You’re certainly right about the hog problems down here. I’ve been seeing more and more evidence of them at the refuges, and there are certain suburbs here that are being ravaged, too. As I heard someone say recently, there’s nothing quite like a pair of those critters in your front yard to tempt a person to break the laws about shooting inside the city limits. There was a move toward baiting with a newly-formulated poison, but there was so much outcry from hunters, wildlife biologists, and the general public that the idea was shelved. Now, we’re back to hog hunts and trapping. At least the meat is tasty, but I think there’s too much sausage on the hoof for that to be the perfect solution.

    I laughed at your comment about scat. Some I can recognize, but there are mysteries. Something’s been having picnics at the isolated shelters at the refuge, and not picking up after itself. I think it might be a heron, because it seems to be mostly shell, and they do eat crawfish. Ont he other hand, it could be raccoon, too. Between the scat and the prints left in the mud, there’s always something to see!

    Here’s an idle thought: those workers that showed up may have sent your hunter off to another location.

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    1. If the beauty berry has to be moved inside, it’s not worth the trouble (as far as I’m concerned). I will check with Audrey about her desire to have one. Long ago we learned the hard way, that indoor plants invite all sorts of mold colonies into a structure. We have enjoyed a healthy atmosphere in the house ever since we did away with potted plants in the house – almost two decades ago!

      I understand the wild hog problem is much worse in Texas than it is here. There are many hog hunters in our area, but they can’t make a dent in controlling the population. FD and I are closely monitoring the activity on this place. Since we did not have a good pecan crop (weevils and scab ruined most of the crop), I think the pigs will stay away from the orchard. But we have seen a large group of them on the west end and near the old river channel, and I have seen some damage in the woods, but nothing in the orchard. The problem is, they are mostly nocturnal and effective traps are very expensive.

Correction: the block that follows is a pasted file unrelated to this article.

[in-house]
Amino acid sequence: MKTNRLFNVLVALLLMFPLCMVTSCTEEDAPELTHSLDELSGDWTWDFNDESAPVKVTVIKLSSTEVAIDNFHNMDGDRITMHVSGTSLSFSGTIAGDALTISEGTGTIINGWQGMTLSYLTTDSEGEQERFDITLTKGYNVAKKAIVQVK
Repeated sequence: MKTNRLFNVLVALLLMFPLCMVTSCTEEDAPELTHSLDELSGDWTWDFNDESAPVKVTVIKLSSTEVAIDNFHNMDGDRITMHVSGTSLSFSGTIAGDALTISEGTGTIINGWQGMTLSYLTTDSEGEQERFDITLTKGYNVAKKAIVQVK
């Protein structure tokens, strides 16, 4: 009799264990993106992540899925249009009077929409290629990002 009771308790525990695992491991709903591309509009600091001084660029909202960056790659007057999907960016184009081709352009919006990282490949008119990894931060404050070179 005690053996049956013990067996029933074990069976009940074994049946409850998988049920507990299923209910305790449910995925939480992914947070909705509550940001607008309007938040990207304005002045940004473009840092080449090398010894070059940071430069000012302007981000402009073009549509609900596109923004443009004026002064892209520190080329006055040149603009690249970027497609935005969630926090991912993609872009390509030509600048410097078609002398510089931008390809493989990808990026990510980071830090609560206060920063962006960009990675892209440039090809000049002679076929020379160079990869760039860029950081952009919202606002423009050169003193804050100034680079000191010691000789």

Raccoons put out all sorts of scat that varies with what is available to eat at the time. Regardless of what they are feasting on, their scat can be droppings that are formed or more solid, but mostly I find them to be liquid and messy. Most raccoon scat is found at the base of a tree or on a fallen tree – often where they eat something.

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  9. Oh, ditto about how wonderful the map is. River bottoms/old channels are the most wonderful places to wander.
    Gads, I hate the death spray even if it’s under utility lines – just seems so extreme and wrong – even if easy. Your pictures of winter make me a bit homesick for our old farm – winter is such a great time to wander (except the occasional intruding hunter. Once we found a new elevated deer blind right at the fence line between us and a new owner (a weekend owner from. Houston). It was facing directly into our property. Dad had to have a chat with him…also about him sneaking in to fish our cattle tank (which we stocked). Can’t blame the big city for that attitude – just bad manners and not being consideration…bad guidance during formative years by parents perhaps.
    Ronnie is gorgeous – how he has matured. Great picture.

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    1. Thank you! Hopefully, Ronnie found a few does to mate with during the rut. Things appear to have slowed down in the area. I hope I see the deer kids again, but the river goes on for many miles and it’s possible Emma and Ronnie have sights on the bigger picture. We have seen Daisy on the game camera down below the slope. There is no mistaking that short, stocky girl with a notch in her left ear.

      I can tell you I hoofed it out of the river bottom as soon as I saw those brush sprayers! I have been vigilant about hiking to the next field to see about that poacher fella. Hopefully, the warden contacting the owner took care of it.